Monday, 24 February 2014

The Beatles: Space Pioneers

This month marks the 50th anniversary of The Beatles' first visit to North America and their historic appearance on the Ed Sullivan Show, events that changed popular music and our wider society.

As a fully paid up member of the Baby Boom generation, I remember that television appearance, but I also recall another television event featuring The Beatles that marked the maturation of a space age technology that also changed our lives and our world. This same technology also revolutionized the Olympics, making today's wall-to-wall coverage possible, regardless of where the games are staged.

When the Fab Four first appeared on Ed Sullivan in 1964, the television signals were beamed from New York across the United States and Canada by microwave relays. The Beatles' many television appearances in the United Kingdom before that time could not be shown live in North America because the means didn't exist to move the signals across the Atlantic Ocean. Various ideas had been tried or were being tried to beam signals across oceans by bouncing the signals off of satellites. Giant balloons called Echo were put into orbit for this purpose, and one infamous U.S. Air Force experiment saw millions of needles put into orbit to see if signals would bounce off of them.

Bouncing signals from satellites and needles didn't work very well, and so engineers and scientists decided to try satellites that amplified signals before beaming them to distant receiving stations on Earth. Telstar, immortalized in a 1962 instrumental hit by the Tornadoes, was an early trial of this technology. But Telstar flew in a low orbit that allowed only brief periods of signal transmission.

Arthur C. Clarke, who later became famous as a science fiction author, had suggested putting satellites into geostationary orbit to facilitate communications. Such an orbit lies directly over the equator at an altitude of about 35,000 kilometres above the Earth. A satellite in such an orbit takes exactly one Earth day to circle the Earth, and hence the satellite appears to be stationary to an earthbound observer. 

This is a huge distance, however, and only the creation of the traveling wave tube and other advances made these satellites technically feasible. The first geostationary communications satellite, Syncom 3, was launched in August 1964, six months after The Beatles' first appearance on Ed Sullivan, and it was used to transmit live television of the 1964 Tokyo Summer Olympics from Japan to North America.

The first geostationary communications satellite over the Atlantic Ocean, Intelsat I or Early Bird, was put into orbit in 1965. More of these geostationary satellites were launched over the next two years, and even the Soviet Union began to launch communications satellites, albeit into different types of orbits.

In 1966, broadcasters from around the world, including Canada, the United States, Europe, the United Kingdom, Japan and Australia, agreed to broadcast the first worldwide television show using the then brand new geostationary communications satellite links, and months of planning and preparation began, involving thousands of people.

Before the two-and-a-half hour show, called Our World, could be broadcast on Sunday, June 25, 1967,  Soviet Bloc nations had pulled out of the broadcast as part of the political posturing following the Six-Day War in the Middle East earlier that month.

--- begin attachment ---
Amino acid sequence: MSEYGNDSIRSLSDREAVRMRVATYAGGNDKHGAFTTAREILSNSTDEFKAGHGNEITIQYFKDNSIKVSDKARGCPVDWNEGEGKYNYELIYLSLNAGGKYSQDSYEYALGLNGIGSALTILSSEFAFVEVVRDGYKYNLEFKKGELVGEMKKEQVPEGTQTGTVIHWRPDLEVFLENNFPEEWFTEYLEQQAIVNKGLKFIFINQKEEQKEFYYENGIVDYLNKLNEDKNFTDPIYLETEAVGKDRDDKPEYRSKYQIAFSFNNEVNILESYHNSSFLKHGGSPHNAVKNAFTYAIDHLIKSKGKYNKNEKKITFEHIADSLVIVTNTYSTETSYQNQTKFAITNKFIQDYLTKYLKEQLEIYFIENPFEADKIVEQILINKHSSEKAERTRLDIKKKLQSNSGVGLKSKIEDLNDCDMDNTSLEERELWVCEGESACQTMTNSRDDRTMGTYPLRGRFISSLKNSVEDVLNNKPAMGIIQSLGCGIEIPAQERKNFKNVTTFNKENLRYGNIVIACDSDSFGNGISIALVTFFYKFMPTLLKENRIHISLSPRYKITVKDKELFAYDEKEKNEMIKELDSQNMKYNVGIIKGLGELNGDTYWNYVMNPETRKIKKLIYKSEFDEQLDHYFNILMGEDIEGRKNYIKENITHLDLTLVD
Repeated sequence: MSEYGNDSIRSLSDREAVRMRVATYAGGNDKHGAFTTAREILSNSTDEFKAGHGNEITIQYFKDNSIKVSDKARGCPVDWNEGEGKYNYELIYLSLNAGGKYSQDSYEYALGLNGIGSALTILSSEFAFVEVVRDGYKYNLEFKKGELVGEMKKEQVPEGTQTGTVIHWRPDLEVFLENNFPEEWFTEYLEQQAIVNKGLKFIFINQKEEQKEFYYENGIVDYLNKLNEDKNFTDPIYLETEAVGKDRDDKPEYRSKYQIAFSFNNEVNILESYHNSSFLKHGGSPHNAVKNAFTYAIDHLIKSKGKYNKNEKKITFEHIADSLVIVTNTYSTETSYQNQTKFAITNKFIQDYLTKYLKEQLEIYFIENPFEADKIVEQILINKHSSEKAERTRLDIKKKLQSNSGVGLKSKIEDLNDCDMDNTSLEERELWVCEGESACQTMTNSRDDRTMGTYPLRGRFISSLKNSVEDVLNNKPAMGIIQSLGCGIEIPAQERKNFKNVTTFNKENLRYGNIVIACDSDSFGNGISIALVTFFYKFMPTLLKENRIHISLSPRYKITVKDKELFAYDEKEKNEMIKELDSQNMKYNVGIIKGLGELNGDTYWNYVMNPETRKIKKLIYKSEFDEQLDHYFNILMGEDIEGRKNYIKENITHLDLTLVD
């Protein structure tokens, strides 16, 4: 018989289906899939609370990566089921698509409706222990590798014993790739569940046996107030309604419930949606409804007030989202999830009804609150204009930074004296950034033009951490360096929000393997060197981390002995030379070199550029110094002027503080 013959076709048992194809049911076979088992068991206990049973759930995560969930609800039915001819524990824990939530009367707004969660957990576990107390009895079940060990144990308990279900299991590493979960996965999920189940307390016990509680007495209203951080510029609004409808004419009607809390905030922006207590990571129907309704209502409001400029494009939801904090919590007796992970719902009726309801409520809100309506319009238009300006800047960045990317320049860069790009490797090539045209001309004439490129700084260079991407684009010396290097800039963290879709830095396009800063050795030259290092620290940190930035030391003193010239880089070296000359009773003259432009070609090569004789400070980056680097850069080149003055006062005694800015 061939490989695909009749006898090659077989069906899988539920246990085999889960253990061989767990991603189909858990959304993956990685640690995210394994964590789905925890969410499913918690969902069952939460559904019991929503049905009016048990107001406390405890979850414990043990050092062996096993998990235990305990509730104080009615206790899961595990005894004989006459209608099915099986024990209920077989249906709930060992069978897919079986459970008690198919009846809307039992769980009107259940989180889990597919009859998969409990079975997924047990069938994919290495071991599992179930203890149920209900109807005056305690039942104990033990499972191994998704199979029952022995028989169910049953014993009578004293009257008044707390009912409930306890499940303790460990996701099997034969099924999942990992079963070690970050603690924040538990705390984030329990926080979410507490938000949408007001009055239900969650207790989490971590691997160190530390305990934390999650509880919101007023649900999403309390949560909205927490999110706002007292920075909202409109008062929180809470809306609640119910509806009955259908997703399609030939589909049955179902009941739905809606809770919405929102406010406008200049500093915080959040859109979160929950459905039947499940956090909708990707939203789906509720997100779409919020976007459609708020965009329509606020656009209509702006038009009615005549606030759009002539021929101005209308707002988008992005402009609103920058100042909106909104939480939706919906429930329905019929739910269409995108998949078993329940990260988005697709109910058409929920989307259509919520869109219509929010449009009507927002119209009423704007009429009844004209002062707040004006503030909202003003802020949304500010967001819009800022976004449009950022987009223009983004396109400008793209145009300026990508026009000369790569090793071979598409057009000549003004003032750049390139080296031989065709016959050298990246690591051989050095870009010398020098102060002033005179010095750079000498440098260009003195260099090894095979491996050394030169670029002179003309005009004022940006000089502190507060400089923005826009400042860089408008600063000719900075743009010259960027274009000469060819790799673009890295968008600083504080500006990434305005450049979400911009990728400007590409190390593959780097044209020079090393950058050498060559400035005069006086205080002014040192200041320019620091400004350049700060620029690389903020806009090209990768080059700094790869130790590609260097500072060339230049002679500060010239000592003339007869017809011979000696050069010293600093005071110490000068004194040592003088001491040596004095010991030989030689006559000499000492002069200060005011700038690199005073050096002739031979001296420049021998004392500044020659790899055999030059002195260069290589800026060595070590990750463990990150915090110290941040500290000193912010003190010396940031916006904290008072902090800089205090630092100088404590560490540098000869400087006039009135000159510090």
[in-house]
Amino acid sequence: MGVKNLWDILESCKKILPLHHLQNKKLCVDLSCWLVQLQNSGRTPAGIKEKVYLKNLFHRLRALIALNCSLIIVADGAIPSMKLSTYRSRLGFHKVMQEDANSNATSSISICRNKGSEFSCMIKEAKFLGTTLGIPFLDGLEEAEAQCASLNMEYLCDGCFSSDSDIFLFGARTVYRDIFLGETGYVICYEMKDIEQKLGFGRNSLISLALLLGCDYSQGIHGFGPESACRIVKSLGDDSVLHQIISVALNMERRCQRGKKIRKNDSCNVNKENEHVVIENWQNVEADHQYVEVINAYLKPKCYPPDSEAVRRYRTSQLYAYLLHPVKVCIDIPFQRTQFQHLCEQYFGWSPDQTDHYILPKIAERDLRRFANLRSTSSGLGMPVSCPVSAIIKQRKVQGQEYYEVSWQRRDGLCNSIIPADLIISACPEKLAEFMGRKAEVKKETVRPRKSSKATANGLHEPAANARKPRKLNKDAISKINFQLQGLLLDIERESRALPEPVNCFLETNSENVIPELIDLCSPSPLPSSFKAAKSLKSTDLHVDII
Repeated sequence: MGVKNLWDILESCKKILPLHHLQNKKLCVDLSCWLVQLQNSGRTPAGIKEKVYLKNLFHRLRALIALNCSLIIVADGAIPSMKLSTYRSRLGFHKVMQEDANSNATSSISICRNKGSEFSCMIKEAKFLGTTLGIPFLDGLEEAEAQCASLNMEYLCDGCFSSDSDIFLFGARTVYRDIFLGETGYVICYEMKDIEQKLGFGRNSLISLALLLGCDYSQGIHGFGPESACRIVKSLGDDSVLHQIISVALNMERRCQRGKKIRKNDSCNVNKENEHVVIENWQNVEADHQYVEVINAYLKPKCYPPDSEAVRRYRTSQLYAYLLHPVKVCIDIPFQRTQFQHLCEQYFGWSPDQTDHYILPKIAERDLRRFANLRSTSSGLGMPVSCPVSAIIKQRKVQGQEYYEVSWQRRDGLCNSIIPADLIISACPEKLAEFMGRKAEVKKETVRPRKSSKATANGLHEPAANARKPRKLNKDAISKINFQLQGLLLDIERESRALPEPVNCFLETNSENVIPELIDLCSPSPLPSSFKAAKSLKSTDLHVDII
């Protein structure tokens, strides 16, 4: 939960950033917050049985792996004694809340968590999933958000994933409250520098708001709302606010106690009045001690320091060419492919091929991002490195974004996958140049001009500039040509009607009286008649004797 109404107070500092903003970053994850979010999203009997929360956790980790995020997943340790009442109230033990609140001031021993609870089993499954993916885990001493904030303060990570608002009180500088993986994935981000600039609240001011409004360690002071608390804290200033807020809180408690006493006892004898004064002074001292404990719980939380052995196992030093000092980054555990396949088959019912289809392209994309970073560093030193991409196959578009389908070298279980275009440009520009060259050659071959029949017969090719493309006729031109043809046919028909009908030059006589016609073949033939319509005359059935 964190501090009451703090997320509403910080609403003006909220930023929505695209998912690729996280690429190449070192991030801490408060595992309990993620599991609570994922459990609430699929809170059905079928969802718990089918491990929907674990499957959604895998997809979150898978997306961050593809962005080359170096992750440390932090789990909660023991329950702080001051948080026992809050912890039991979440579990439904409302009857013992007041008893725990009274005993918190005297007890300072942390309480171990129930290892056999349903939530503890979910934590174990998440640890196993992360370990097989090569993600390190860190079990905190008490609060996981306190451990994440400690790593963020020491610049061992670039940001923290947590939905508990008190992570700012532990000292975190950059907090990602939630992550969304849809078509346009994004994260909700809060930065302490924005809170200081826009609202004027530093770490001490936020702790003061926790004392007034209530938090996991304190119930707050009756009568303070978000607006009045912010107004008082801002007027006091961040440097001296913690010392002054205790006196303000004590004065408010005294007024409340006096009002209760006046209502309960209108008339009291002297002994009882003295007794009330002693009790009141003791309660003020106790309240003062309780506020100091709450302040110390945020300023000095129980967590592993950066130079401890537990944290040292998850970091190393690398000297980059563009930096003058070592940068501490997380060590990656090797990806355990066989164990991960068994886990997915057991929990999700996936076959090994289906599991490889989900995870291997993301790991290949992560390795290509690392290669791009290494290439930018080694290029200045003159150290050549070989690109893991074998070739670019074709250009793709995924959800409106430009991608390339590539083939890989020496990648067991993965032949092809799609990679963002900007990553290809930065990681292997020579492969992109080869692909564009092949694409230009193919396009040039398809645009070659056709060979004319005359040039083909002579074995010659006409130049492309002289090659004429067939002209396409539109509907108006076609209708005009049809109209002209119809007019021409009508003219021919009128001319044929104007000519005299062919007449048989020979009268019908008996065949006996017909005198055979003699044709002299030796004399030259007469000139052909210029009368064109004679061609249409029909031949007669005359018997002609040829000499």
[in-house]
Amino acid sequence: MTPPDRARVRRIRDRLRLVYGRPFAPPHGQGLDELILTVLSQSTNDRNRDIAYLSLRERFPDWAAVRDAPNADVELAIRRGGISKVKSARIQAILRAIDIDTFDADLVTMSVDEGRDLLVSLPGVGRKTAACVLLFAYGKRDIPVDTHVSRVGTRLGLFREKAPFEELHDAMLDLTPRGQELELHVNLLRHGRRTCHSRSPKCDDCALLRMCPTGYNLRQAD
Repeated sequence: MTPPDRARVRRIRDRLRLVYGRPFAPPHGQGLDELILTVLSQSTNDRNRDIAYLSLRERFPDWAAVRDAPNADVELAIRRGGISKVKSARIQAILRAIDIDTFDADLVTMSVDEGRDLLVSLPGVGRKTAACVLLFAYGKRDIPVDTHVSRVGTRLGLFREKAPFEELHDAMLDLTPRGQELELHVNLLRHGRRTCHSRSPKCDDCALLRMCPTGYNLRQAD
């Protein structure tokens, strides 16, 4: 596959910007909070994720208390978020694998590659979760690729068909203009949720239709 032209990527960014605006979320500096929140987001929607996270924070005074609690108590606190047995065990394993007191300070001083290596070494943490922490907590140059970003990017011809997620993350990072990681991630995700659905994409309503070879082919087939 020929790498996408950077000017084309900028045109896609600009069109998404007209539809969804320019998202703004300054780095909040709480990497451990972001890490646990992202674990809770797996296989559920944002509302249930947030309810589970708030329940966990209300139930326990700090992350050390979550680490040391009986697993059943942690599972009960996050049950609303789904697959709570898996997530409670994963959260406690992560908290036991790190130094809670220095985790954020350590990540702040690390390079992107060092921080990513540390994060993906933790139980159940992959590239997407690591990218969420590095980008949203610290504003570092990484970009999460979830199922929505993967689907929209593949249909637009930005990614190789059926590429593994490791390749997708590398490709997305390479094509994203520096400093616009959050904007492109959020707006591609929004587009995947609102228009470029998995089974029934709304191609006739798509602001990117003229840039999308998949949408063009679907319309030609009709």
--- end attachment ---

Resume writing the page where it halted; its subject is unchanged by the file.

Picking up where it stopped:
In spite of this problem, the show went on the air, featuring live segments from around the world. Canada's contribution included a conversation between the CBC's Stanley Burke, the Peter Mansbridge of his day, and famed philosopher and communications theorist Marshall McLuhan. Another segment from the United States showed preparations for the first launch of the Saturn V rocket that would later propel Apollo astronauts to the Moon.

But one segment from London, England, became the most memorable part of the show, which was watched by 150 million people in 26 countries. The Beatles performed a song specially composed for the show by John Lennon, "All You Need is Love." Joining the Beatles inside the studio was a full symphony orchestra and many friends of The Beatles, including The Rolling Stones, Eric Clapton, Keith Moon, Marianne Faithfull, and Graham Nash, who joined in the chorus of the song, which soon became a successful single release.

The entire show was broadcast in black and white, but the Beatles segment was later colourized when it was shown years later on The Beatles Anthology. The segment is also memorable because of the psychedelic attire worn by The Beatles and their friends for this event, which took place early in 1967's "Summer of Love."

Although appearances by The Beatles on live television were very rare by then, satellite television broadcasts from every corner of the Earth soon became commonplace, and thanks in part to Canadian advances in communications satellites, direct-to-home satellite services became part of everyday life in the late 1980s. Those satellite dishes are pointed at geostationary communications satellites.

The Olympics grew exponentially because of satellite broadcasting. After the initial broadcasts from Tokyo in 1964, Olympic Games starting in 1968 were broadcast around the world as a matter of routine.

Even though the Sochi Winter Olympics this month took place on the other side of the Earth, the broadcasts had the same quality and immediacy as the 2010 Winter Olympics that took place in our back yard in Vancouver, thanks in a large degree to satellite technology.

The availability of satellite broadcast technology has changed our lives, and The Beatles and the Olympics all featured in the early history of this advance. Whenever I hear that great Beatles anthem, "All You Need is Love," I think of the satellite technology that spawned it.

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